The next generation of global leaders in innovative e-commerce are set to come from Asia, according to Simon Eaves, senior managing director for products and digital customer lead at Accenture Consulting.
Speaking exclusively to Campaign Asia-Pacific at the M2020 conference in Singapore, Eaves said the gulf between APAC consumers and Western markets regarding e-commerce was the starting point.
“They are almost mobile by definition, which opens up a wealth of opportunity,” he said, “and it’s the intensity with which they are open to online relationships. It is extremely socially and digitally savvy as a region, far more so than Western markets.”
As such, Eaves said he believes this digital sophistication would naturally drive the growth of what he called “experience-based e-commerce”.
“We’re a big believer in experience-based commerce as the future of e-commerce—the richness and immersive nature of the whole consumer journey,” he said. “I think a lot of the leaders associated with that are going to come from Asian markets.
“Certainly what we see from those brands that go for deep, immersive e-commerce experiences, their conversion rates are very strong in Asia, because actually the propensity to buy in comfort online is also higher in Asia. They’re absolutely used to it.”
Eaves pointed to Indonesian startup Snapcart as a testament to the e-commerce expertise that is growing in APAC. Snapcart won the most innovative startup award at M2020 last year, out of roughly 170 entries globally.
Eaves added that the move into experience-based e-commerce is part of a wealth of changes that marketers need to make to keep up with the fluid nature of today’s millennial consumer. “The expectations are always moving and they’re driven from the consumer into the brand,” he said. “They want to have a level of personalisation that, as an expectation, becomes the norm. “That creates a lot of challenges that organisations have to work through. It’s about intimacy to the consumer in a real way, for which depth of understanding of a consumer becomes fundamental.” As such, brands will need to innovate and become providers of what Eaves calls “living marketing”, providing a consumer with an experience that is perfect for any given context.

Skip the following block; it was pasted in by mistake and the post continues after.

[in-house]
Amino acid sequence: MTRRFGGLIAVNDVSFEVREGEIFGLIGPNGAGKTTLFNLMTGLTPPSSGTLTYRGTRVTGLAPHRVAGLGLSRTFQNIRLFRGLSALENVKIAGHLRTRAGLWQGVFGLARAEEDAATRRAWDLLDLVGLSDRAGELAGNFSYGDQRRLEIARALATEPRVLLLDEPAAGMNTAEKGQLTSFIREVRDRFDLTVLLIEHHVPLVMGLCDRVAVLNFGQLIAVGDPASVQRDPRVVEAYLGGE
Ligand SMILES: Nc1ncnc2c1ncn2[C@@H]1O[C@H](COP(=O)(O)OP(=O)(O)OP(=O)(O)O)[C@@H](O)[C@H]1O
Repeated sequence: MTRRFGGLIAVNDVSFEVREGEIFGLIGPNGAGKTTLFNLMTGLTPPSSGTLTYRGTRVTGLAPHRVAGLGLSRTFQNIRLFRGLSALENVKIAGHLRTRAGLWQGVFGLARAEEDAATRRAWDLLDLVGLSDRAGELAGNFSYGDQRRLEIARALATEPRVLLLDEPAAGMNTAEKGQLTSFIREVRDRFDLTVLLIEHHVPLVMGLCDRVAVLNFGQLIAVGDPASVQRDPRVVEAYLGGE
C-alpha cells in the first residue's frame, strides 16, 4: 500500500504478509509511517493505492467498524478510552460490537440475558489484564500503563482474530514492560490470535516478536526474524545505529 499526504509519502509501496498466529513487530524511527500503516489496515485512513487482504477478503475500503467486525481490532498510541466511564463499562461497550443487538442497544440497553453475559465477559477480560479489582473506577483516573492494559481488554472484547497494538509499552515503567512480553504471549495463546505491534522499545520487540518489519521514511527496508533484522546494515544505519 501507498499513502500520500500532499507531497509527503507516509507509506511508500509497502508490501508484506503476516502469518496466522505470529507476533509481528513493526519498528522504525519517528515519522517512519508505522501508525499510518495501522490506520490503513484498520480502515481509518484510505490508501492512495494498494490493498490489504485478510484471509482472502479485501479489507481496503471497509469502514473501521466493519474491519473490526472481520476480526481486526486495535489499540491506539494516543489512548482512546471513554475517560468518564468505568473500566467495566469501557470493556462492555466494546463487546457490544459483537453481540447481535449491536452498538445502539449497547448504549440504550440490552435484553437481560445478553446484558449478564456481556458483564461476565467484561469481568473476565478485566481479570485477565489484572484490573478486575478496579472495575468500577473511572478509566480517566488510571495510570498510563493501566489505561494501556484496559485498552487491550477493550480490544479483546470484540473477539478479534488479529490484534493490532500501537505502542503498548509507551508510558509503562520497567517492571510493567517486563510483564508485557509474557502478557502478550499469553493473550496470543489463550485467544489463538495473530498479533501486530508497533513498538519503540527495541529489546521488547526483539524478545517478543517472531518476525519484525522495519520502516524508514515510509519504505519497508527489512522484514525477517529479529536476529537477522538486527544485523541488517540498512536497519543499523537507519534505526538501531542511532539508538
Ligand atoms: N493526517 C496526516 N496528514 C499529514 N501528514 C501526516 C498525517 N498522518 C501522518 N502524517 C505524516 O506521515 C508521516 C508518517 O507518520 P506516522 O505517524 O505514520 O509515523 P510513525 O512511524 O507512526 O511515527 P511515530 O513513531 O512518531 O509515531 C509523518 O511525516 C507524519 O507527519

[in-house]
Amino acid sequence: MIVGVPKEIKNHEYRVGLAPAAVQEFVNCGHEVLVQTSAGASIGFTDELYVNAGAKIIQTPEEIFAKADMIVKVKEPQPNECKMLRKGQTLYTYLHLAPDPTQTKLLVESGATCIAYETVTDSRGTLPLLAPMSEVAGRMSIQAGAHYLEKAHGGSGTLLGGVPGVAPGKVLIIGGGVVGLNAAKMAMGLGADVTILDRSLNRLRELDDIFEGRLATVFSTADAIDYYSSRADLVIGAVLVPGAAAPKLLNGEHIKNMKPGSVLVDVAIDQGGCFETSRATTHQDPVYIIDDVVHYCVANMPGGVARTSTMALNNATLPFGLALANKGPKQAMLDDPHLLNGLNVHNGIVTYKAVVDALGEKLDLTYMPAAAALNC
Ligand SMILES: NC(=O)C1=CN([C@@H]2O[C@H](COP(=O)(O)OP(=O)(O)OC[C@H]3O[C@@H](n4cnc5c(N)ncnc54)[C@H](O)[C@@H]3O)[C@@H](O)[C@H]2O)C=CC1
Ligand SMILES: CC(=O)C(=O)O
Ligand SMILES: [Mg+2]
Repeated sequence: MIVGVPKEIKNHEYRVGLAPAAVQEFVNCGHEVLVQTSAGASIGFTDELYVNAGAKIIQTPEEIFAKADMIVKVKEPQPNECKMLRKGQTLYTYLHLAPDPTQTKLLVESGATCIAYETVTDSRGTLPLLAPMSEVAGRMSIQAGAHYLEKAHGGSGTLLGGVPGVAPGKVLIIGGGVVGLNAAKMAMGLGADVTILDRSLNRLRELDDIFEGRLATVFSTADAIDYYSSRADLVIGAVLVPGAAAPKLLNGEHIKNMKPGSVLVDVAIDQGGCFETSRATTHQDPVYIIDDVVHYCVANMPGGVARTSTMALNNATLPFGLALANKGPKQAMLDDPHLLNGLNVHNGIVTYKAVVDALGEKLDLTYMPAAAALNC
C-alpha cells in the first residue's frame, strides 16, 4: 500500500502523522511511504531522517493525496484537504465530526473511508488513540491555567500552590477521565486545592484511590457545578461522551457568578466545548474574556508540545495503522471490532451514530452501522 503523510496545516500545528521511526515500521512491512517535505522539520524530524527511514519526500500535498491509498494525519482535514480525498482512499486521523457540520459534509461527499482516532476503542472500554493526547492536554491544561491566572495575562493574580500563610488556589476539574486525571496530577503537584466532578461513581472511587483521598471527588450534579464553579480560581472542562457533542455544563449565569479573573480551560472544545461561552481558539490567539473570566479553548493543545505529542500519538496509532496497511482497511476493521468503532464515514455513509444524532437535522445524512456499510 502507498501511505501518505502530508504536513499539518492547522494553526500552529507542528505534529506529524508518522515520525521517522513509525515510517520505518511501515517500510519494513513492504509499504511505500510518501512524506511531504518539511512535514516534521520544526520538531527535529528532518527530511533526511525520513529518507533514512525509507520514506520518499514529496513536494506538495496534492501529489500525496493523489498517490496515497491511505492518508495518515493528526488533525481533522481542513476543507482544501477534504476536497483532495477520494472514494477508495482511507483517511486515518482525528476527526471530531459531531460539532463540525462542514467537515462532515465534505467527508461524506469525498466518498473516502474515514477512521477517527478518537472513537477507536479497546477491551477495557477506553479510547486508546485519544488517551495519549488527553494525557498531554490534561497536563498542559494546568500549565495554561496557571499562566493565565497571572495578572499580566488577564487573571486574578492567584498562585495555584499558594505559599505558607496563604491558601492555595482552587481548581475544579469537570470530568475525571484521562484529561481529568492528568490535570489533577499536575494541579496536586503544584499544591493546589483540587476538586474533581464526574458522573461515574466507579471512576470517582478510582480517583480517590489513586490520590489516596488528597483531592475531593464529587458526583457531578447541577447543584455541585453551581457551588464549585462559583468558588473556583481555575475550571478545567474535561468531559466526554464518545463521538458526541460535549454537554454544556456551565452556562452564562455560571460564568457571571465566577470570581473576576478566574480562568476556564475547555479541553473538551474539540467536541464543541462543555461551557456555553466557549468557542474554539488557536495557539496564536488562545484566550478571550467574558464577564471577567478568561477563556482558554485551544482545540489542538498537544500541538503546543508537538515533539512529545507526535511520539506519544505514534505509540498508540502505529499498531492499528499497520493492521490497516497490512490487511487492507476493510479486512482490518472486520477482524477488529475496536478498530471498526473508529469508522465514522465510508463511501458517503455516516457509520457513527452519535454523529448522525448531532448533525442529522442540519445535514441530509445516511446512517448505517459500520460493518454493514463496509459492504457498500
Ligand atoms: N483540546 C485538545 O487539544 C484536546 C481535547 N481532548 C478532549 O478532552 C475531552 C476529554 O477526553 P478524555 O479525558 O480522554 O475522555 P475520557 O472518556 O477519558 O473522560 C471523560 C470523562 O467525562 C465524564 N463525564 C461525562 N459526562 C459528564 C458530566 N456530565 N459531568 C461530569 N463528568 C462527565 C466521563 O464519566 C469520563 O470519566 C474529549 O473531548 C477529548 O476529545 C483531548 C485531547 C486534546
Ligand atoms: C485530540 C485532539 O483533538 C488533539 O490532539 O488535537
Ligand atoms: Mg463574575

This is easier said than done, with the classic marketing models many brands continue to stick with, albeit with varying degrees of digital capabilities added on. “Think of the challenge,” he said. “[Brands have] got to understand you in a deep way, and then think about propagating content to you that’s relevant to whatever context you are in at that time. That’s living content and living creative.
“Putting those together means having a level of technological sophistication, and if you think about that model and that capability, versus where traditional marketing departments are, you can see the journey. There’s a big gap at the moment.”